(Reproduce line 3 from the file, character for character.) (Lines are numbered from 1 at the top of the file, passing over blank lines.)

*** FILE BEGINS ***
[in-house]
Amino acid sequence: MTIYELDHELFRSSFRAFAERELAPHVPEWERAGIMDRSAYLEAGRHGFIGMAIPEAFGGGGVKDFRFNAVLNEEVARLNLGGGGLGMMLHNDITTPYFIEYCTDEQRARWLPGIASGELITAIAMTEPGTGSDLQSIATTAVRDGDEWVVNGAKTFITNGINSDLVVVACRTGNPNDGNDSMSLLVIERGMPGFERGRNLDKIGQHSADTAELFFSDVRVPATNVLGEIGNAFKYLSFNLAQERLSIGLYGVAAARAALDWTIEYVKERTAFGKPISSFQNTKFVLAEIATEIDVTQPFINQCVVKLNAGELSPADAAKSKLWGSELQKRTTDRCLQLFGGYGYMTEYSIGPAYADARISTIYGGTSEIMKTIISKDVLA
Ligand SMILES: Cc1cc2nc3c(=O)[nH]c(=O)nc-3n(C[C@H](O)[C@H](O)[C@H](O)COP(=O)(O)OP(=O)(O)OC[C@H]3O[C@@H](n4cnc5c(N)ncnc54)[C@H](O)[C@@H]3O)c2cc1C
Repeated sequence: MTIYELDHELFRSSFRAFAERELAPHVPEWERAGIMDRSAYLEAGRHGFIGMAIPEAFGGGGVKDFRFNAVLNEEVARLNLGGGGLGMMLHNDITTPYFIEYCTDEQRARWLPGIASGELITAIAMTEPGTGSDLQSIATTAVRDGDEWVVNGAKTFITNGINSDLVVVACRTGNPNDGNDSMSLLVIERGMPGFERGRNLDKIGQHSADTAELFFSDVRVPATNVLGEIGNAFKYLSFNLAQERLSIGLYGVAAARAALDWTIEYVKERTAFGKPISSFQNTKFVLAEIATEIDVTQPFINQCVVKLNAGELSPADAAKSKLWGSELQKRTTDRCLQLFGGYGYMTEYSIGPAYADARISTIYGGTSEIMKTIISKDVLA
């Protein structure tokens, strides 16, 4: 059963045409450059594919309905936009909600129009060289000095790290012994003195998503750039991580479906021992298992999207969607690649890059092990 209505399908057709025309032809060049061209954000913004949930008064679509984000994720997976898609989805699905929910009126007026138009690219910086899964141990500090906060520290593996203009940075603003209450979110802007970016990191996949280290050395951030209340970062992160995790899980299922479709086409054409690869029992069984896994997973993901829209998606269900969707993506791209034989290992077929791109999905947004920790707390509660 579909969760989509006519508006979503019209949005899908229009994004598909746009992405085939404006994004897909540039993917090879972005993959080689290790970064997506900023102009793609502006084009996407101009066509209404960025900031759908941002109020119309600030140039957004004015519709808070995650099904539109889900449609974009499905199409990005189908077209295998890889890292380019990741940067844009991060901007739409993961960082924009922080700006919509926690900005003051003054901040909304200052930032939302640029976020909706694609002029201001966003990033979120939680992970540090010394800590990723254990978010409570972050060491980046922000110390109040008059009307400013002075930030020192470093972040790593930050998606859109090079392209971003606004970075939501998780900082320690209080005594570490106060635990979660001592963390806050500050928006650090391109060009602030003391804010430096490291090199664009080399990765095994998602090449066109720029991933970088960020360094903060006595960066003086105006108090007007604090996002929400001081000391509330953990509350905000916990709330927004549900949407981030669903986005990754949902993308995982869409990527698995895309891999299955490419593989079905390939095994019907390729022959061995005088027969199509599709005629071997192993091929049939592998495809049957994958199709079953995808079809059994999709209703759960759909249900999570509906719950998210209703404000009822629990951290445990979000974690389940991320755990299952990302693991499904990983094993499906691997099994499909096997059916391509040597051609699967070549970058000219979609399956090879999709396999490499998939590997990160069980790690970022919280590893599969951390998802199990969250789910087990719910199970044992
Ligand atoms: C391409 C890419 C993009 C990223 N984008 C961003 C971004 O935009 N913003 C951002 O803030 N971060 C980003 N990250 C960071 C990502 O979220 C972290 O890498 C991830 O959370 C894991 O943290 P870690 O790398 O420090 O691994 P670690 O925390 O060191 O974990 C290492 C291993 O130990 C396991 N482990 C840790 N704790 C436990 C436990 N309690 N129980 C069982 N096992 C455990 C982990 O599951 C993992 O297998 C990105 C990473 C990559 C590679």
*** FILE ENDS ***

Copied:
Ligand SMILES: Cc1cc2nc3c(=O)[nH]c(=O)nc-3n(C[C@H](O)[C@H](O)[C@H](O)COP(=O)(O)OP(=O)(O)OC[C@H]3O[C@@H](n4cnc5c(N)ncnc54)[C@H](O)[C@@H]3O)c2cc1C